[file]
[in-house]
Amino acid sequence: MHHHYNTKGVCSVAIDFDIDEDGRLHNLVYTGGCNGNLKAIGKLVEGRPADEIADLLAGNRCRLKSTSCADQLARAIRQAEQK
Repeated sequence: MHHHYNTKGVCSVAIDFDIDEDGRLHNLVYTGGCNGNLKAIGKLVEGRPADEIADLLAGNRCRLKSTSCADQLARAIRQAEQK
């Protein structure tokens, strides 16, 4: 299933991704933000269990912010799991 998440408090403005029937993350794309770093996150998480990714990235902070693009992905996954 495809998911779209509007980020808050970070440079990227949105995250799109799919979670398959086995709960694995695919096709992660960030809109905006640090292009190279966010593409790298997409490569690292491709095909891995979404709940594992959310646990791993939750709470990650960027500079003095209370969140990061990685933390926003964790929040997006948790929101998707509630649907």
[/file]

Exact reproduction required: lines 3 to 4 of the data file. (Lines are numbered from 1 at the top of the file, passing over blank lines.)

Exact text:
Repeated sequence: MHHHYNTKGVCSVAIDFDIDEDGRLHNLVYTGGCNGNLKAIGKLVEGRPADEIADLLAGNRCRLKSTSCADQLARAIRQAEQK
């Protein structure tokens, strides 16, 4: 299933991704933000269990912010799991 998440408090403005029937993350794309770093996150998480990714990235902070693009992905996954 495809998911779209509007980020808050970070440079990227949105995250799109799919979670398959086995709960694995695919096709992660960030809109905006640090292009190279966010593409790298997409490569690292491709095909891995979404709940594992959310646990791993939750709470990650960027500079003095209370969140990061990685933390926003964790929040997006948790929101998707509630649907």